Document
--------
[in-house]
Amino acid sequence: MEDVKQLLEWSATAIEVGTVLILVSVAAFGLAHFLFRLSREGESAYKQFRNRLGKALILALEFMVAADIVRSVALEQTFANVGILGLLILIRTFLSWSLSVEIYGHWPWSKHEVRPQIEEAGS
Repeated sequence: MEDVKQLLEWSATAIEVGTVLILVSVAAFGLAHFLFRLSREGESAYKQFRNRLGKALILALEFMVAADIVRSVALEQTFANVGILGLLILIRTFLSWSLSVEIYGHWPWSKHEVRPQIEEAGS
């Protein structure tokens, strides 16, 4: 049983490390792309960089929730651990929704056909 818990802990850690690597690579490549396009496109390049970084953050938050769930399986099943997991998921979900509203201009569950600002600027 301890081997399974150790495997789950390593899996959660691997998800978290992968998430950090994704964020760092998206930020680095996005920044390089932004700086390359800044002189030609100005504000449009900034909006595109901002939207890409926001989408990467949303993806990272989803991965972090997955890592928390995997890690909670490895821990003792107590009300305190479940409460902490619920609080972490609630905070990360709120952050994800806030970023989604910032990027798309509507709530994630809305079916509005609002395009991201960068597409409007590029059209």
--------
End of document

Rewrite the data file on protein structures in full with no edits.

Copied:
[in-house]
Amino acid sequence: MEDVKQLLEWSATAIEVGTVLILVSVAAFGLAHFLFRLSREGESAYKQFRNRLGKALILALEFMVAADIVRSVALEQTFANVGILGLLILIRTFLSWSLSVEIYGHWPWSKHEVRPQIEEAGS
Repeated sequence: MEDVKQLLEWSATAIEVGTVLILVSVAAFGLAHFLFRLSREGESAYKQFRNRLGKALILALEFMVAADIVRSVALEQTFANVGILGLLILIRTFLSWSLSVEIYGHWPWSKHEVRPQIEEAGS
């Protein structure tokens, strides 16, 4: 049983490390792309960089929730651990929704056909 818990802990850690690597690579490549396009496109390049970084953050938050769930399986099943997991998921979900509203201009569950600002600027 301890081997399974150790495997789950390593899996959660691997998800978290992968998430950090994704964020760092998206930020680095996005920044390089932004700086390359800044002189030609100005504000449009900034909006595109901002939207890409926001989408990467949303993806990272989803991965972090997955890592928390995997890690909670490895821990003792107590009300305190479940409460902490619920609080972490609630905070990360709120952050994800806030970023989604910032990027798309509507709530994630809305079916509005609002395009991201960068597409409007590029059209």